Following the flames: studying post-fire debris flows and floods along the mountain-urban interface

By: Jimmy Guilinger, PhD Candidate, Environmental Sciences

Affiliation: Gray Watershed Hydrology and Earth Surface Processes Lab

Amplifying fire-flood cycles

You have probably seen it repeated during many California winters. A major storm is about to lash the state like a firehose. Evacuation orders are issued to residents in and downstream of burn scars due to the potential for hazardous torrents of water and sediment rushing out of normally dry creek beds. Drought is a common feature of our warmer months commonly causing vegetation in our steep mountains to burn. Burning vegetation and soil makes the landscape more prone to erosion and less able to absorb water. During intense but typical winter rainfall events, these burned areas can be prone to flash floods and debris flows in what is referred to as the fire-flood cycle (Rice, 1974). Debris flows are particularly hazardous because these are essentially 50/50 mixtures of water and sediment capable of inflicting far greater damage than floodwaters alone. Debris flow events have a deadly history in California, with the most recent disaster being the Montecito debris flows back in January 2018 which tragically claimed the lives of over 20 people and destroyed hundreds of properties (Kean et al., 2019). Studies have shown both through modern observations and model forecasting that wildfire extent and severity is expanding (Williams et al., 2019), and climate change in California is expected to amplify our wet-dry cycles over the remainder of the 21st century in what is referred to as ‘precipitation whiplash’ (Swain et al., 2018). This means that dry periods are becoming drier, likely exacerbating wildfire, and wet seasons are becoming wetter, driving up post-fire hazards.


postfire debris flow


The science of post-fire debris flows

Thanks to research of many geologists and hydrologists, much of it steered by the US Geological Survey Landslide Hazard Group, we have a much better understanding of the mechanics of post-fire debris flows. A lot of this work comes from studying fire-flood cycles in southern California where almost every year the threat of post-fire debris flows exists somewhere in a recent burn scar. Outside of recently burned areas, debris flows commonly initiate from shallow landslides in steep mountainous terrain caused by soil saturation during long precipitation events. However, in recently burned areas, rainfall cannot be as readily absorbed so it becomes runoff, which during intense short-duration bursts of rainfall can quickly bulk up with sediment as it travels down hillslopes and creek bottoms. This understanding has allowed for the development of tools to screen areas most susceptible to debris flows, which are especially accurate in the mountains in southern California where the model was developed. Unfortunately, there are generally no reliable or cost-effective means to prevent debris flows from occurring in these areas. The best lines of defense are sediment catch basins built at the mouth of canyons draining steep terrain. However, in the event of large debris flows being generated there is no guarantee that this method can hold back these torrents of water and sediment, therefore evacuation orders are commonly issued to the most vulnerable residents. Despite southern California being so data-rich when it comes to observations of these events, more information is needed to constrain predictions on the volumes of material produced and delivered to infrastructure downstream. Flows emanate from very steep and less accessible mountainous terrain, which makes detailed observations difficult to acquire. Yet, more observations are necessary to constrain these volumes and their relationship to watershed biophysical factors and triggering factors such as rainfall intensity and storm types.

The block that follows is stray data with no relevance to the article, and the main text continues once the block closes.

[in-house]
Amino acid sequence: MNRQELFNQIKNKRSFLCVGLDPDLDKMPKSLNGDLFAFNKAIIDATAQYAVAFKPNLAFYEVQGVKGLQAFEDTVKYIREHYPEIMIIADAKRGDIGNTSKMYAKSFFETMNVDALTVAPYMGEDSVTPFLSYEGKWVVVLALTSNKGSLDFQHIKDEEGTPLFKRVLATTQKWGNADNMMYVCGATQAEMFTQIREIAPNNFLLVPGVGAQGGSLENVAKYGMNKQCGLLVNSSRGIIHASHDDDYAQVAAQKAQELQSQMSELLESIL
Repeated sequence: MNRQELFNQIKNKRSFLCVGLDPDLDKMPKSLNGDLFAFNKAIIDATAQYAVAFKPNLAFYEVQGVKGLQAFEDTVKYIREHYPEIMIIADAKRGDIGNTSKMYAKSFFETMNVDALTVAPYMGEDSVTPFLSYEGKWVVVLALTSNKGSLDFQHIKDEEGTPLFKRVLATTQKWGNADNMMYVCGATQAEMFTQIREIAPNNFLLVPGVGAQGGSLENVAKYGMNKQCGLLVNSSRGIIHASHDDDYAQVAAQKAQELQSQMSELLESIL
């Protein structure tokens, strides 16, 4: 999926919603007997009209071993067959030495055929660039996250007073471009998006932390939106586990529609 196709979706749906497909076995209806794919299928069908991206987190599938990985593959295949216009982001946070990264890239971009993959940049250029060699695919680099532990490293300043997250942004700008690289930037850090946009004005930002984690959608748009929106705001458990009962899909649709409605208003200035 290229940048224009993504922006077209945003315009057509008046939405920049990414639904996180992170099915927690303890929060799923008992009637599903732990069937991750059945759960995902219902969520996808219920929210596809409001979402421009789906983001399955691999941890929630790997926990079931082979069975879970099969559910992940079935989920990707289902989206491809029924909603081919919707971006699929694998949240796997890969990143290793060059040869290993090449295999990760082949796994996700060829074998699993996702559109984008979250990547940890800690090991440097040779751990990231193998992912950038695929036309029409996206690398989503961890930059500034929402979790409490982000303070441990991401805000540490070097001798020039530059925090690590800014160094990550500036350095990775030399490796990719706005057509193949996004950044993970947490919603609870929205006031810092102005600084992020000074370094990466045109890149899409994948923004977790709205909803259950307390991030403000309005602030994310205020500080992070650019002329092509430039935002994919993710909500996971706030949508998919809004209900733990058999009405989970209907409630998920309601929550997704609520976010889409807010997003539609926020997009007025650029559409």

Laser Scanner on a tripod with a person in an orange helmet.


Our work to improve understanding of post-fire erosion processes